Speaker has much to teach

Published 10:43 am Tuesday, December 28, 2010

Myrlie Evers-Williams. The name alone will be forever linked with civil rights struggles, challenges and achievements. She will be the featured speaker for the Dr. Martin Luther King Jr. program at the University of Montevallo Jan. 11 at 7 p.m. in Palmer Auditorium. The topic of her talk will be “Forging the Dream: Leadership by Action and Not by Design.”

Widow of slain civil rights leader Medgar Evers, she has never been content to rest on her late husband’s laurels. She garnered the national spotlight as the first woman elected board of directors chair of the National Association for the Advancement of Colored People (NAACP). She was elected chairperson to lead the nation’s oldest civil rights organization in 1995 when controversy clouded its reputation. Based on her character and attitude, her election was a cause for renewed optimism among NAACP supporters.

In early 1998, Evers-Williams decided not to run for another term as NAACP chairperson and instead chose to pursue other projects. In particular, she started the Medgar Evers Institute to promote education, training and economic development.

Evers-Williams was born in Vicksburg, Miss., and was raised by her grandmother and an aunt. In 1950 she enrolled at the then all-black Alcorn Agricultural and Mechanical College (now Alcorn State University) in Lorman, Miss.

Starting in 1954, Evers-Williams worked full-time as field secretary for the NAACP in Mississippi.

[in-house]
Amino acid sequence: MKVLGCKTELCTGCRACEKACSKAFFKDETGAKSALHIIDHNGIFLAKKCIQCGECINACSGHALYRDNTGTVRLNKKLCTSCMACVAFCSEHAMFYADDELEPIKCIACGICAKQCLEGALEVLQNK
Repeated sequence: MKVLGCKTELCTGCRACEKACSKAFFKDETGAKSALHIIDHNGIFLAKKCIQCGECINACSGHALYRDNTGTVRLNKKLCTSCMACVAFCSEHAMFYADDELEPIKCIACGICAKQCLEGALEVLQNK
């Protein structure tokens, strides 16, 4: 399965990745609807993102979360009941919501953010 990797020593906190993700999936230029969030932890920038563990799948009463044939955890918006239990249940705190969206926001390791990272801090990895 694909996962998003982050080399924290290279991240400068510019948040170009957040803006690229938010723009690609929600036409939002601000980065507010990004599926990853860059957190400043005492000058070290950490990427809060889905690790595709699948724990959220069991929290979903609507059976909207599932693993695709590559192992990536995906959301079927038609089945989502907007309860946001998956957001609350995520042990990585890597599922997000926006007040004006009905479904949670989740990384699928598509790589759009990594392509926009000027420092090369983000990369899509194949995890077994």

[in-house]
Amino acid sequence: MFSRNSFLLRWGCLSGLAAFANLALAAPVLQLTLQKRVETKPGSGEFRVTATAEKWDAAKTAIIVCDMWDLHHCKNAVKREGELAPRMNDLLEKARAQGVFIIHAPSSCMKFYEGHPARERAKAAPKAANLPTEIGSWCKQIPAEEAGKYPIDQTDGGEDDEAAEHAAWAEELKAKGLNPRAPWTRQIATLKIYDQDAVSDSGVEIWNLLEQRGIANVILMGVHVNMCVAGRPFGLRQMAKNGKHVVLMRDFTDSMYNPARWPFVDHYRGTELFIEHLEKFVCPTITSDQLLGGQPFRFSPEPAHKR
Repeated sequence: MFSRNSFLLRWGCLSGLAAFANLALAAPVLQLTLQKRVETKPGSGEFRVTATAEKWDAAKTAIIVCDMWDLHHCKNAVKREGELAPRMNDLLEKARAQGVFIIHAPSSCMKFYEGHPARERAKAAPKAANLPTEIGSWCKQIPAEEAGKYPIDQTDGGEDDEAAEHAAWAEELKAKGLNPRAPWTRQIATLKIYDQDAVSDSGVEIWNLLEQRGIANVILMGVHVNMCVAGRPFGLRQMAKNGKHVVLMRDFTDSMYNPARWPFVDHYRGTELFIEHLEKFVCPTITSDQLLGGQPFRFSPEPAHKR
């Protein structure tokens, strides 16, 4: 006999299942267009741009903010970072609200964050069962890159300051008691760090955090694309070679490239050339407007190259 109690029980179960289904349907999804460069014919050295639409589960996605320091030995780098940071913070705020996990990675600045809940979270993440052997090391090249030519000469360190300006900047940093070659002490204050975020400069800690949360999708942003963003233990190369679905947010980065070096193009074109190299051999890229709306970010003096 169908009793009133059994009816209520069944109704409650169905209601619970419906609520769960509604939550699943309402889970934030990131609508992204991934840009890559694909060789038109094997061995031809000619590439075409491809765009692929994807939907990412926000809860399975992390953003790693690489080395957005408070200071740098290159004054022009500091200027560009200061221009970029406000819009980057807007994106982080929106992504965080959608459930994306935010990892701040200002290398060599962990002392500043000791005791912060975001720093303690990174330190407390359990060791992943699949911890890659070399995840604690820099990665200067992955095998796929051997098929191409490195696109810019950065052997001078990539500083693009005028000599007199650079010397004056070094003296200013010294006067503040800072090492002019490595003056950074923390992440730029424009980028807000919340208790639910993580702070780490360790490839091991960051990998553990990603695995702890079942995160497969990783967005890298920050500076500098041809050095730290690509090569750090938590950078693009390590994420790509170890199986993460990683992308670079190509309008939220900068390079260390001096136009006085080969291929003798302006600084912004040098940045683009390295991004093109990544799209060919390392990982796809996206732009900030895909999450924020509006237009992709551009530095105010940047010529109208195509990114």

She served as her husband’s secretary in the Jackson office of the NAACP, and in that capacity, played a significant role in advancing the civil-rights cause. In June 1963, Medgar Evers was shot and killed as he entered his Jackson home.

His murder brought national attention to the evils of racism in the South, particularly in Mississippi. Byron De La Beckwith was tried several times, but was not convicted of the murder until 1994. Although devastated personally by her loss, Evers-Williams became a symbol of courage as well as tragedy in the civil-rights movement. She and co-author William Peters wrote a biography of her late husband, “Us the Living.”

Her life has been the inspiration for two movies, “For Us the Living: The Medgar Evers Story” and “Ghosts of Mississippi.” Oscar winner Whoopi Goldberg portrayed her in “Ghosts of Mississippi.”

Cynthia Shackelford is director of public relations for the University of Montevallo.